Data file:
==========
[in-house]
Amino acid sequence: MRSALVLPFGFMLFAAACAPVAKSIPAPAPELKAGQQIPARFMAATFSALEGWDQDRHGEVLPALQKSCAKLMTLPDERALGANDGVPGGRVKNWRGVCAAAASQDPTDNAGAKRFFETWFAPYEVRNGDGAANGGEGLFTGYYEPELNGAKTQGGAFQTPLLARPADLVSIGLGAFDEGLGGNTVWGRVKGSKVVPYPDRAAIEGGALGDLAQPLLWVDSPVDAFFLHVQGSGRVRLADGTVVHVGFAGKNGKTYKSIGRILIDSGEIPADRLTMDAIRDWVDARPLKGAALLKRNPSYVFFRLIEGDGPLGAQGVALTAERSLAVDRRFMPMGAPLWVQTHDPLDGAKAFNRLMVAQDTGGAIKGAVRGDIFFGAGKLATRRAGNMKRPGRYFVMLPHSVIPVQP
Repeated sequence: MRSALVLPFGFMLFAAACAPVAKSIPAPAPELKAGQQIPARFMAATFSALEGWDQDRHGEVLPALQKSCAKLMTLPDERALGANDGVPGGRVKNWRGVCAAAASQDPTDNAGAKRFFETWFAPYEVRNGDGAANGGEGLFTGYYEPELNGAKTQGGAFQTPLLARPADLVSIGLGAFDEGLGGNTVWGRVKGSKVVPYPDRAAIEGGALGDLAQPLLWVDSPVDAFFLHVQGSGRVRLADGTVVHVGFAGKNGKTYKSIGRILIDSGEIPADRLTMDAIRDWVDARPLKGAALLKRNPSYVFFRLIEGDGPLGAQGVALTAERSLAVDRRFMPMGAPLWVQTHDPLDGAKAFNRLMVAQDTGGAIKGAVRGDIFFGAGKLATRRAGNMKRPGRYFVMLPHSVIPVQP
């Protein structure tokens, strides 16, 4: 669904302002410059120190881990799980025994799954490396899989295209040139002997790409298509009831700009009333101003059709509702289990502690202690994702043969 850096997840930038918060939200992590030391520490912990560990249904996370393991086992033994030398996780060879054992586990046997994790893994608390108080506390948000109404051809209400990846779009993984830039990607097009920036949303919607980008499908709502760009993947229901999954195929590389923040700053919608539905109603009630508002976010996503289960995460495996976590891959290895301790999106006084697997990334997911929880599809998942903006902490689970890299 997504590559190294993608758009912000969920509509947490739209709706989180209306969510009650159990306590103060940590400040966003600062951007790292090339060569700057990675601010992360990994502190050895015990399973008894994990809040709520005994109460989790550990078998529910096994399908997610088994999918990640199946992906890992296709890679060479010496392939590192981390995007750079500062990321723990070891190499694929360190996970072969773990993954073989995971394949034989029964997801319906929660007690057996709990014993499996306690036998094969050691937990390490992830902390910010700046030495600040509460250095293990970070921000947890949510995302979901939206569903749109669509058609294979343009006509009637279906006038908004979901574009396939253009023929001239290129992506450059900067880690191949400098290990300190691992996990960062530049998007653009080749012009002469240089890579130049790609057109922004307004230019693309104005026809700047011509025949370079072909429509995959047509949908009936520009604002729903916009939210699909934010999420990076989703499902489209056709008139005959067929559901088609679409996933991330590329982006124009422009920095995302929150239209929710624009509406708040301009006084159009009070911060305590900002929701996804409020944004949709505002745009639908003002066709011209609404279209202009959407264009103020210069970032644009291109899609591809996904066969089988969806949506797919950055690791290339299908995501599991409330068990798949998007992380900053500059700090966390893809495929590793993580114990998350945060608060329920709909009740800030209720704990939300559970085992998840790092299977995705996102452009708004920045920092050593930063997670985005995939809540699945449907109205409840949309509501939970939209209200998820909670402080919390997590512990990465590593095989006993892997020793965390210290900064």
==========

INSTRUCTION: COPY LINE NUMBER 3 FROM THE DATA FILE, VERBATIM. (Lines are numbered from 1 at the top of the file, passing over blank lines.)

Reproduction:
Repeated sequence: MRSALVLPFGFMLFAAACAPVAKSIPAPAPELKAGQQIPARFMAATFSALEGWDQDRHGEVLPALQKSCAKLMTLPDERALGANDGVPGGRVKNWRGVCAAAASQDPTDNAGAKRFFETWFAPYEVRNGDGAANGGEGLFTGYYEPELNGAKTQGGAFQTPLLARPADLVSIGLGAFDEGLGGNTVWGRVKGSKVVPYPDRAAIEGGALGDLAQPLLWVDSPVDAFFLHVQGSGRVRLADGTVVHVGFAGKNGKTYKSIGRILIDSGEIPADRLTMDAIRDWVDARPLKGAALLKRNPSYVFFRLIEGDGPLGAQGVALTAERSLAVDRRFMPMGAPLWVQTHDPLDGAKAFNRLMVAQDTGGAIKGAVRGDIFFGAGKLATRRAGNMKRPGRYFVMLPHSVIPVQP